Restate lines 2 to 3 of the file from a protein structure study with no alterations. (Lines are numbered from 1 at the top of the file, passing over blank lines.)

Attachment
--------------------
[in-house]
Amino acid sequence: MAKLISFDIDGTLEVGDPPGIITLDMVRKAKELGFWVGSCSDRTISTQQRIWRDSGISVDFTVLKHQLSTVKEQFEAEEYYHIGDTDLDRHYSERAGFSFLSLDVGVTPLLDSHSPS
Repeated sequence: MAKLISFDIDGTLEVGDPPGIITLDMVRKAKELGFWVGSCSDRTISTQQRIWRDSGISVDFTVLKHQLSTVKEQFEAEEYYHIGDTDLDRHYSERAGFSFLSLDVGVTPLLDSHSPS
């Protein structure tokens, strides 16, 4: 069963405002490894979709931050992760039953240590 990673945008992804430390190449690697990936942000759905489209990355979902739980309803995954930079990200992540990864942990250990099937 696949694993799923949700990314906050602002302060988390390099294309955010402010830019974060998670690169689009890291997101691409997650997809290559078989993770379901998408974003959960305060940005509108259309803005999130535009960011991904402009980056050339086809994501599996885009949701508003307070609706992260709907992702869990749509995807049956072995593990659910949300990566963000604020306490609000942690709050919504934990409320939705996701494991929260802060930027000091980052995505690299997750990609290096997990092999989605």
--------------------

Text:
Amino acid sequence: MAKLISFDIDGTLEVGDPPGIITLDMVRKAKELGFWVGSCSDRTISTQQRIWRDSGISVDFTVLKHQLSTVKEQFEAEEYYHIGDTDLDRHYSERAGFSFLSLDVGVTPLLDSHSPS
Repeated sequence: MAKLISFDIDGTLEVGDPPGIITLDMVRKAKELGFWVGSCSDRTISTQQRIWRDSGISVDFTVLKHQLSTVKEQFEAEEYYHIGDTDLDRHYSERAGFSFLSLDVGVTPLLDSHSPS